Law: Briefs

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The Independent Culture
THE OFFICE for the Supervision of Solicitors received its first fan mail last week. A complainant wrote to the trouble-dogged organisation to say that he was very pleased with the speed with which his grievance against a law firm had been dealt. We must assume he is not one of those who has been told that they will have to wait a year before the Leamington Spa caseworkers are able to look into a complaint.

IN A bizarre case of art imitating litigation, lawyers from Dibb Lupton Alsop are to act out the legal ramifications of a so-called millennium bomb disaster. The solicitors will perform their version of the legal catastrophe which would swamp the capital if the computers controlling the Thames Barrier fail to recognise the date change from 1999 to 2000. The rather undramatic message behind the drama is the important role played by mediation in settling disputes. Among the baffled audience will be Lord Woolf, the Master of the Rolls, whose own reforms have made Alternative Dispute Resolution a centrepiece of all litigation. The production is to be performed at the Barbican on 30 September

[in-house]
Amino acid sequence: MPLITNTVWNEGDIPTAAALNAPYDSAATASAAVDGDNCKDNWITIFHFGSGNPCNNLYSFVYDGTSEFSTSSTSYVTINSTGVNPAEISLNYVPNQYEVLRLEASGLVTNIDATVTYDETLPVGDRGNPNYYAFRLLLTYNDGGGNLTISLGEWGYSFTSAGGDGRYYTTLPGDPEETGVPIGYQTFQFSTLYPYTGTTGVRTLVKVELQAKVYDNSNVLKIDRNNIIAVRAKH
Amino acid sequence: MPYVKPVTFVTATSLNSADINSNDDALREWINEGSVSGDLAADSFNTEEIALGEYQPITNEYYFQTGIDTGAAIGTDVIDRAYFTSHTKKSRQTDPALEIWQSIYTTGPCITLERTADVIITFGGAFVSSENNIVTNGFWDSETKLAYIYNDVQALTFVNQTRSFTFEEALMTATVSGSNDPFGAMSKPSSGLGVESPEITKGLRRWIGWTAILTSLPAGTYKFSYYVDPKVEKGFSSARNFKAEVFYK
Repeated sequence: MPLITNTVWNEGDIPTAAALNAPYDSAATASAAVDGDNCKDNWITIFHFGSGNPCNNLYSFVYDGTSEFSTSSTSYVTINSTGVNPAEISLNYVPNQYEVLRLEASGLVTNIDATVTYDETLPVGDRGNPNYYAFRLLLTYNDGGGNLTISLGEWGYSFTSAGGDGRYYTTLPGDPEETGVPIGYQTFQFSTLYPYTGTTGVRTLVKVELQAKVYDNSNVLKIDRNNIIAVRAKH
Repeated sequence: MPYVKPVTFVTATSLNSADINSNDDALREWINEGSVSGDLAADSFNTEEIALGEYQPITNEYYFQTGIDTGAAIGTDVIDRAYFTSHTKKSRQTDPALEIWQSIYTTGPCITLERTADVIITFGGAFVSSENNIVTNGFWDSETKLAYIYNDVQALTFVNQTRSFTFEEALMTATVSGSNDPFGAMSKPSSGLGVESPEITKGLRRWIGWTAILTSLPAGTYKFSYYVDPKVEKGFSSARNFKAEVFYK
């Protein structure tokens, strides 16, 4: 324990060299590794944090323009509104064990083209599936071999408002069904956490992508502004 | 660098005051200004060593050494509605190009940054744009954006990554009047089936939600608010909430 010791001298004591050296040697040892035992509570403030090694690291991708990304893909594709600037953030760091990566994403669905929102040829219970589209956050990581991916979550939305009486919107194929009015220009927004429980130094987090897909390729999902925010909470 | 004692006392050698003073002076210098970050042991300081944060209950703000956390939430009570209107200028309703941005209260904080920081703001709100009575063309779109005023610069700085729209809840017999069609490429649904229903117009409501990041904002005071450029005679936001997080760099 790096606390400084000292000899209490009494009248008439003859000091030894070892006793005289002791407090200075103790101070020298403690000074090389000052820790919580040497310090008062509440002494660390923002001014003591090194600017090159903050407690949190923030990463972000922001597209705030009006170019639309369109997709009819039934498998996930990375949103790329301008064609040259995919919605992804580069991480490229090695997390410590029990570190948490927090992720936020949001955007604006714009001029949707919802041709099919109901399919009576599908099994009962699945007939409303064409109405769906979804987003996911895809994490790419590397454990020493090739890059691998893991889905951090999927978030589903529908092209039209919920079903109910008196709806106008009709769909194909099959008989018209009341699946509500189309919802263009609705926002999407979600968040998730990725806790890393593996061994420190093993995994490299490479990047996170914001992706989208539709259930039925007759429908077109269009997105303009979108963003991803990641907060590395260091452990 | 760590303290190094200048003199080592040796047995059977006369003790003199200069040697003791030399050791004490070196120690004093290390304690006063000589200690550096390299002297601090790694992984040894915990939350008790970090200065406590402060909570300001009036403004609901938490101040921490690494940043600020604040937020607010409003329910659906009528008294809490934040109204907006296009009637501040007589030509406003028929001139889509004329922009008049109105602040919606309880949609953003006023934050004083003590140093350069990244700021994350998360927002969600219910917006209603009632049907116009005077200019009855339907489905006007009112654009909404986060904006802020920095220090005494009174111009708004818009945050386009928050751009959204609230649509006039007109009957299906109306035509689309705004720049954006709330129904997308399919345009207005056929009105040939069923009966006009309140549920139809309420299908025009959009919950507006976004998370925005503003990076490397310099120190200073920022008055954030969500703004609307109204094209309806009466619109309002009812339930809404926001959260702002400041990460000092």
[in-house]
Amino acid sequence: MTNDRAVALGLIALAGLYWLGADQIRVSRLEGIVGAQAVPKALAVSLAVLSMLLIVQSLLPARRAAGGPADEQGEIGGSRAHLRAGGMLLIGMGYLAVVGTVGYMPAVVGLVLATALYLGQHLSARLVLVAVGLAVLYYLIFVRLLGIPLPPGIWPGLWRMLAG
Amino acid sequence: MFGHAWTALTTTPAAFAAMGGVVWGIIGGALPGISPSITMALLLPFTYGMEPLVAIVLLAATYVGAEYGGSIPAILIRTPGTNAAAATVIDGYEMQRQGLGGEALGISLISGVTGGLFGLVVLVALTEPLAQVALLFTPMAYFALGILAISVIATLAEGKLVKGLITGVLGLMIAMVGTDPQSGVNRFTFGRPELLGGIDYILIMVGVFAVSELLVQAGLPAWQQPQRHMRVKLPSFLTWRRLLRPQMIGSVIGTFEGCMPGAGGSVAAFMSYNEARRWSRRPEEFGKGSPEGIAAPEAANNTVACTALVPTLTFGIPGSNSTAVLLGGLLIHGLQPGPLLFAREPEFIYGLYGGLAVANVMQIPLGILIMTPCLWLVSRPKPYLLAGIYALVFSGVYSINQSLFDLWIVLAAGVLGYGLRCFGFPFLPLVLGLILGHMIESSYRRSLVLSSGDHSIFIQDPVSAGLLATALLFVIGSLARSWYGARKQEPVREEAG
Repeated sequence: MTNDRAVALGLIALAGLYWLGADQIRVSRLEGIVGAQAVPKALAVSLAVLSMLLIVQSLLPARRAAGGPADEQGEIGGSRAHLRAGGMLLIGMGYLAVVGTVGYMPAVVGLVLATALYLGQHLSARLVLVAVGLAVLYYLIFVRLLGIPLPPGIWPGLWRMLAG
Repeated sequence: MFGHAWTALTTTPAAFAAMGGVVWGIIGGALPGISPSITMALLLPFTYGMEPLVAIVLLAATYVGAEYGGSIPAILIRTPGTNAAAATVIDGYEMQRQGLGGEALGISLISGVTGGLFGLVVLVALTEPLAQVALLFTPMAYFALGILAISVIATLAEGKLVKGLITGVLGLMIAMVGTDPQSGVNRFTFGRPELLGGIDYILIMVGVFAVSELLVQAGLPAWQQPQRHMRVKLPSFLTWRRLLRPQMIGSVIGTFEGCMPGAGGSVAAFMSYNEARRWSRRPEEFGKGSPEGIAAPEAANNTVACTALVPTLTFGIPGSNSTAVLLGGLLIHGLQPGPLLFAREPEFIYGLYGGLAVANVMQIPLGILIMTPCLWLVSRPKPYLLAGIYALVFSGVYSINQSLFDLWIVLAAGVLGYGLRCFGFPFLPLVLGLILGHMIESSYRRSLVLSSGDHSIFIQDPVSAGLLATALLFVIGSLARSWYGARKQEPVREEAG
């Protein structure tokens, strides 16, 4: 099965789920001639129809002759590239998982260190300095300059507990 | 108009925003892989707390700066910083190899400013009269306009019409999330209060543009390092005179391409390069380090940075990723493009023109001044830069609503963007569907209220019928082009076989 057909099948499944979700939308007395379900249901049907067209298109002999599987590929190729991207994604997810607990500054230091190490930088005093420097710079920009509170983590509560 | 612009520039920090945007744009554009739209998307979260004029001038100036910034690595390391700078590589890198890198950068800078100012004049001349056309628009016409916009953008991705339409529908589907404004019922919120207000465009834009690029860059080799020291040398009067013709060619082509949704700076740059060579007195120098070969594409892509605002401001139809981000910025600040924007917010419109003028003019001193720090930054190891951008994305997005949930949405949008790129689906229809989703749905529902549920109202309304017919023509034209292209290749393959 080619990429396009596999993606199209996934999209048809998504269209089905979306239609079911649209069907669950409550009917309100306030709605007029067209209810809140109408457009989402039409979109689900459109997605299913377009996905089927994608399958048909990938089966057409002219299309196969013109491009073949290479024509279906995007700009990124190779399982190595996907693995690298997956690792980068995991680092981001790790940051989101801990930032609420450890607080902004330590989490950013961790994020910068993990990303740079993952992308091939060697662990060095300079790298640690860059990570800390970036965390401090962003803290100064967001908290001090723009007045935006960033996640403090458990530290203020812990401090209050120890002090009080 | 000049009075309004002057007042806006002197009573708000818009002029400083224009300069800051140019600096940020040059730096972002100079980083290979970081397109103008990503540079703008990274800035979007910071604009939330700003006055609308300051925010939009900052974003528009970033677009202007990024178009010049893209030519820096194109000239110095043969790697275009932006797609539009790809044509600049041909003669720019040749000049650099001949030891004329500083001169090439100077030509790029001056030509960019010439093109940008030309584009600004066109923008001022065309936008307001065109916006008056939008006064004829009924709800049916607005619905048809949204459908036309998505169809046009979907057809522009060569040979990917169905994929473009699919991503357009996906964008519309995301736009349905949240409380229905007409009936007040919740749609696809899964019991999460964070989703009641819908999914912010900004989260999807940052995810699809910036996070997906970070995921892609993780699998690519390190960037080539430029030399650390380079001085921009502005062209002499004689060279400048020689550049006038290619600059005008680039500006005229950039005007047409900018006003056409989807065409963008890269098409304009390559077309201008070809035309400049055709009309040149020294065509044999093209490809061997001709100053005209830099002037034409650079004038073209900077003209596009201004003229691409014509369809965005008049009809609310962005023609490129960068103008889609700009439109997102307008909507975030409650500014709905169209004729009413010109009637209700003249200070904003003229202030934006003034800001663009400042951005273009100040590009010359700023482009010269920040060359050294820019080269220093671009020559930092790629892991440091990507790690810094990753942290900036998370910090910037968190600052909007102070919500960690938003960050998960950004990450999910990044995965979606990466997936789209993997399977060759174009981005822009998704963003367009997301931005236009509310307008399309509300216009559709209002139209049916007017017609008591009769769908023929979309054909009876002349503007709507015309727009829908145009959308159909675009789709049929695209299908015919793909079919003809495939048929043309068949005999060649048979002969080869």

IN AN even more bizarre case, this time of litigation imitating art, a lawyer is to sue the US government for its refusal to hand over secret documents which he believes would prove the existence of UFOs. Peter Gersten, an attorney from Scotsdale, Arizona, claims that the Department of Defence and the CIA are keeping secret real-life X-Files. "I believe that the authorities have evidence," says Gersten, "and I believe I can prove it in a court of law."

BRIAN MOORE, the former England rugby hooker, is leaving the law because he has grown "bored". Moore, who is due to take up a career as chairman of an Internet development company, is a partner at the Holborn law firm Edward Lewis where he specialises in professional negligence. Moore was reported to have said: "I am bored. I have got as far I can and I want a change."

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